Food Waste and Convenience: What the Homeless Lose Out On
Written by Cameron Chyun
Food waste is often discussed as a purely environmental issue, but the lack of efficiency in how we produce and utilize food is very much a concern for world hunger and the homeless as well. According to RefeedAmerica’s statistics, we waste $218 billion per year on growing, processing, transporting, and disposing of food that isn’t eaten. Single restaurants dump 25–75 thousand pounds of food waste per year, and the industry as a whole estimates 133 billion pounds. Consider that one-eighth of the population, or 42 million Americans, is food insecure. It’s not exactly hard to see what causes this when giving it more thought. A majority of an individual’s carbon footprint is related to food, whether it’s leftovers, poorly prepared meals, overprepared meals, expired food, recreational uses, etc. It’s a problem that everyone is guilty of, but when this problem is gathered into a whole, it’s a massive loss of potential and a failure of proper resource usage.
Theoretically, restaurants should have a lot to gain from reusing food waste, considering that they lose $2 billion in profits, gain more per dollar, and earn favors from caterers with public consciousness on food waste. 47 percent of Americans answered that they wish to eat more at restaurants with food recovery programs. This isn’t an unrecognized problem, as many programs such as ReThink Food NYC, Refeed, FoodCycle LA, Food Oasis LA, the LA Regional Food Bank, and FoodFight! are making great efforts to collect thousands of pounds of food waste and encourage restaurants to join a network of food donations and non-profit charities. Additionally, the FDA (Food and Drug Administration), USDA (Department of Agriculture), and EPA (Environmental Protection Agency) have since collaborated to educate Americans on the impact and importance of reducing food loss and waste.
So what’s the issue? Consider the sky high numbers of food waste just listed and how absent from public consciousness the issue still is.
A mission statement from Refeed acknowledges that rescuing excess food and redistributing it is ultimately a band-aid solution to the systematic issues behind food insecurity. Namely, the culture of convenience formed by late-stage capitalism.
Eateries are full of systematic conveniences that are very easily taken for granted, such as single-use packaging, on-demand speedy delivery from phone apps, grab-and-go snacks, fast-food chains, supermarket stock, and placing orders before entering the restaurant. Too much food isn’t just being bought, made, and wasted; the processes are also automated in several locations, including the customer’s home, where waste is impossible to regulate. Consider that recycling food waste and all of the other environmental charity services recommended in this article are non-profit, meaning that the act as a whole is not recognized as common regulation. Frankly, even if restaurants could make up for the millions of dollars and profits they lose from food waste, there would be no country-wide or state-wide regulation or an entire culture of incentives that would encourage them to care.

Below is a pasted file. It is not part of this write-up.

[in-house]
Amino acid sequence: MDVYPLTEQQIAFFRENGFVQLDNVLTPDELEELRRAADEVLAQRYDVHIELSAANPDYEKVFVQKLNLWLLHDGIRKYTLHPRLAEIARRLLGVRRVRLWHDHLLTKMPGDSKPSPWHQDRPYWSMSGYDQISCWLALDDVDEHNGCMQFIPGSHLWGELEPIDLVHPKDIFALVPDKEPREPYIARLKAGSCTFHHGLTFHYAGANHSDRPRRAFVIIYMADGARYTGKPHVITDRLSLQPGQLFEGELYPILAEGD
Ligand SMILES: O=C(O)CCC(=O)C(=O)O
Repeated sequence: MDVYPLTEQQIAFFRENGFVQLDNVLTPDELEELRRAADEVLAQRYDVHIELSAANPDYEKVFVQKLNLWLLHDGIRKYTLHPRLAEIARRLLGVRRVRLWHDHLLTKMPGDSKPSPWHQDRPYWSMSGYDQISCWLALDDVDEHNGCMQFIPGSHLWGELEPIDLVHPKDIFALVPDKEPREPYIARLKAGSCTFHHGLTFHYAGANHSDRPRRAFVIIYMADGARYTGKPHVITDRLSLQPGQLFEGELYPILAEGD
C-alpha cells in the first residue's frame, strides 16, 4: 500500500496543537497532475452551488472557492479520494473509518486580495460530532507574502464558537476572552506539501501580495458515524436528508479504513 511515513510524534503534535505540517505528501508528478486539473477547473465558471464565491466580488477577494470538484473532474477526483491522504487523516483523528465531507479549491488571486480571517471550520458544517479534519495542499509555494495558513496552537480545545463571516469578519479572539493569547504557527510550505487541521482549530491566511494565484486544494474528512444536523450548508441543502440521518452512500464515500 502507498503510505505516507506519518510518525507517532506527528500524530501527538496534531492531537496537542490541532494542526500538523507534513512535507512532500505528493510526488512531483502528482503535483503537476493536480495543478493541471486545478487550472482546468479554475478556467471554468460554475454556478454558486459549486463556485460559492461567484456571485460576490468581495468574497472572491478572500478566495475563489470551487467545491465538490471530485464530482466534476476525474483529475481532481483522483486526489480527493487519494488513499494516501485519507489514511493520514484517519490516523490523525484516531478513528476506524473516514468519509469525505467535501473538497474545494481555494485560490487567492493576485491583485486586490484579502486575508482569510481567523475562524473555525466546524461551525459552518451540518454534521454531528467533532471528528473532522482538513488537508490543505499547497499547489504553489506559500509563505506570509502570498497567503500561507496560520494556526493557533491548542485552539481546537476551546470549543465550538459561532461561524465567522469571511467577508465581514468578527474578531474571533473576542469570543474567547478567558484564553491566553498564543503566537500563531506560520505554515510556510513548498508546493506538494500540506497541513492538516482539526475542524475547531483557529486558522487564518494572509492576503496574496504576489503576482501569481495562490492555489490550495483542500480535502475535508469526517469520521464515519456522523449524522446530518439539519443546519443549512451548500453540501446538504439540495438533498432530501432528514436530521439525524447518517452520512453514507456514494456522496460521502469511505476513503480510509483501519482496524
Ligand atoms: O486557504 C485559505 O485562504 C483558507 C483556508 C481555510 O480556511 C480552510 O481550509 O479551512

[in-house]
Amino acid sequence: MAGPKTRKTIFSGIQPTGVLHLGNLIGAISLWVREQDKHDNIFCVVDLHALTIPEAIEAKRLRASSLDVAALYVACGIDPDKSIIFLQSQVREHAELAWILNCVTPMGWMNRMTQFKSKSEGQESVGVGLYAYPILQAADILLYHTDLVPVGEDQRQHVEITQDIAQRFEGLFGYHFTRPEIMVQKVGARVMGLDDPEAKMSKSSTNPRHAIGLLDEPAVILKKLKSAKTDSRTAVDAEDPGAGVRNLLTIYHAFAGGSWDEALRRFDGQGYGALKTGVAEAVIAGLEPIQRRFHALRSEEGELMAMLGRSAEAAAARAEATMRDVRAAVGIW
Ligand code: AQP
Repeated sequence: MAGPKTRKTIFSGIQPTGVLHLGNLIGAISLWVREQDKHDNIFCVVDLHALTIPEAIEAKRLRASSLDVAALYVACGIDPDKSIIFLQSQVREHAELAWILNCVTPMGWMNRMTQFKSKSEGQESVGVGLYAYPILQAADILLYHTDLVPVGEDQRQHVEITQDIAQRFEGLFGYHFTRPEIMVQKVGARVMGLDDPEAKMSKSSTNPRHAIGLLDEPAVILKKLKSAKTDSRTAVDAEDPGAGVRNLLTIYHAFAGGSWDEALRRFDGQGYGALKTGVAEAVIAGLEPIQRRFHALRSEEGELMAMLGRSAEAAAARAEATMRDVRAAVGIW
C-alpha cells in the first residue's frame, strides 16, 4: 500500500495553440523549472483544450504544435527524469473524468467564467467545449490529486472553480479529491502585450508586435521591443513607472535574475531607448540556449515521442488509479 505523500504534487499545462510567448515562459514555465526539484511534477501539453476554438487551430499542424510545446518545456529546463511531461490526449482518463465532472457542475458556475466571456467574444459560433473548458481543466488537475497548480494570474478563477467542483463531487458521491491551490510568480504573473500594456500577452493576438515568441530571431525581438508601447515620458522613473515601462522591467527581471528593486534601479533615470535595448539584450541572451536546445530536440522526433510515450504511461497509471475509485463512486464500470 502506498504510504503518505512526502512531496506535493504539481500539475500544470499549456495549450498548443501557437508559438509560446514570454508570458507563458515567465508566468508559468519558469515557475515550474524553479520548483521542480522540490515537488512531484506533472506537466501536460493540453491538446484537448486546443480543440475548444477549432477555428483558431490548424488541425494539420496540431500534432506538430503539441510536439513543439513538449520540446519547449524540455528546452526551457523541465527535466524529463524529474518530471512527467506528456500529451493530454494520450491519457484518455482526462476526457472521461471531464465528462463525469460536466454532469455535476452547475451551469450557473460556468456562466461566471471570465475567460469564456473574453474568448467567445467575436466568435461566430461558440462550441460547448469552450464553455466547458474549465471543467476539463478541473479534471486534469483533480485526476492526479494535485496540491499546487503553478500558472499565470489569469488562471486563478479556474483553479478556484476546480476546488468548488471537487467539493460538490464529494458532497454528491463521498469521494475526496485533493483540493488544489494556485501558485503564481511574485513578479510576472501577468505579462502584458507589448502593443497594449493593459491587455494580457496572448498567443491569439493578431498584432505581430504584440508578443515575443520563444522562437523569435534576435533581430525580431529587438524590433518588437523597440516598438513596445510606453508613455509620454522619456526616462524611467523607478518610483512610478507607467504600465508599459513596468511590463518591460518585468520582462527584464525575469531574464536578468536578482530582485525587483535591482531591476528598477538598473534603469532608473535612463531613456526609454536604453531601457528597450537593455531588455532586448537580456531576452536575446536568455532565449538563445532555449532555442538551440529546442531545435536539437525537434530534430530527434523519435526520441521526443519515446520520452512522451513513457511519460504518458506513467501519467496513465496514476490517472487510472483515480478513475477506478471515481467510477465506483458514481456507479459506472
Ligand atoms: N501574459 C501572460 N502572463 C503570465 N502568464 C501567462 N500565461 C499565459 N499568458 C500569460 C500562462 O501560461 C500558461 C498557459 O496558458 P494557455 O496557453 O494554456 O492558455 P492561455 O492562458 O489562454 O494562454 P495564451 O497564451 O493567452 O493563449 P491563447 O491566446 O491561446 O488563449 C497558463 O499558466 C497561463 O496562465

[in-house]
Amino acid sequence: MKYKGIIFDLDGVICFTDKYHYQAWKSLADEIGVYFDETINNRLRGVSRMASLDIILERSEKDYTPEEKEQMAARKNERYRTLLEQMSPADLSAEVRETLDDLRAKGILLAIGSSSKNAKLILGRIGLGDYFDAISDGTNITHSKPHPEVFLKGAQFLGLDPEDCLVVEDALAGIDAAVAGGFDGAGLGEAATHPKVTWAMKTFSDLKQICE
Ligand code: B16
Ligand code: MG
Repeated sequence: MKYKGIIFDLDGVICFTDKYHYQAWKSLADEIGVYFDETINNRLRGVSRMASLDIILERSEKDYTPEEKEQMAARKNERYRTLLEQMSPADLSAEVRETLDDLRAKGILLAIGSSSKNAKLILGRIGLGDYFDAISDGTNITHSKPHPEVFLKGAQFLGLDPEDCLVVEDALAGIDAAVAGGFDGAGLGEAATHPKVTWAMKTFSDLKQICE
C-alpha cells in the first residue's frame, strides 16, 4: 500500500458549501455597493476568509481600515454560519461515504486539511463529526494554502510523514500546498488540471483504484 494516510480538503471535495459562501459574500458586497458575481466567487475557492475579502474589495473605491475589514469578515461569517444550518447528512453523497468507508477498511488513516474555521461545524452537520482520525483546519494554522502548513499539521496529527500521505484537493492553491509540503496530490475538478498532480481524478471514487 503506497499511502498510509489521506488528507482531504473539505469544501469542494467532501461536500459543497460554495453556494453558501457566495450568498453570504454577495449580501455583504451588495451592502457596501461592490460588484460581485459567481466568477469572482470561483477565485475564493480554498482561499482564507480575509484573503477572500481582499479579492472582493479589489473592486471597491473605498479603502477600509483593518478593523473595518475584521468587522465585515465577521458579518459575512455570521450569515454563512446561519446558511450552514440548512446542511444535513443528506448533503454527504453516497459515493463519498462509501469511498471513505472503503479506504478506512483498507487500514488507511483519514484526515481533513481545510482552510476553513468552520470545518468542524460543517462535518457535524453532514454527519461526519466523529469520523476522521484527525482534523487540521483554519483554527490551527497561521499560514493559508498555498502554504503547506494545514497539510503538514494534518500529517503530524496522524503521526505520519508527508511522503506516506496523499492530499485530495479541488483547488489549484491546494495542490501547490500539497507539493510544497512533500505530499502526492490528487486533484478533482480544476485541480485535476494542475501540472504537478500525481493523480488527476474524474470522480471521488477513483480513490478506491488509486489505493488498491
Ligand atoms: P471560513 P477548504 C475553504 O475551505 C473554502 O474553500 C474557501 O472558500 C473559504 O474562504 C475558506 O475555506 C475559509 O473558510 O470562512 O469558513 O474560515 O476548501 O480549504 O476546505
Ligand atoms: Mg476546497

Even food banks and donation services are guilty of falling into this culture as well. When you lose access to commodities, it becomes difficult for the "haves" to connect with the "have-nots." This is blatantly apparent with how most food-insecure citizens are unable to receive food without access to ID, documentation, knowledge on how to file said documentation, the internet to find that knowledge, phones to access apps and conveniences, and, darkly hilarious to the homeless: an address. This is why the urban homeless still demand free food from restaurants with food stamps and banks available; even if they manage to get packaged chicken, how are they supposed to cook it without appliances, carry a large item without storage or ease of transportation, or even store it without the food going bad? This isn’t even counting the limitations caused by work conflicts, disabilities, and illnesses common to the homeless and low-income. There are food donation services that forgo this problem, such as soup kitchens that serve healthy meals, but this common blind spot is notable to the point that there aren’t enough facilities that can serve the volume of homeless need or even be known to food-insecure citizens at all. And having the homeless rummage through unpermitted food donations and garbage is hardly a proper utilization of waste for both legal and common-sense reasons. Even if that’s what it sadly has to come down to in the end for some.
The issue is very, very complicated, and the motivations and issues surrounding food waste explored here are merely an introduction to these problems rather than a primer on becoming conscious about them. However, the connection between food insecurity, food recycling, and convenience culture is key to understanding the larger scope of who these unregulated systems affect. Environmentalist efforts to both the perpetrators and the victims of waste are often ignored because its consequences seem too grandiose and far-off to care, but the effects are indeed grounded and present every day. If you see anyone starving or begging for food in the country that uses 24% of the world’s resources, remember how much food isn’t being used properly.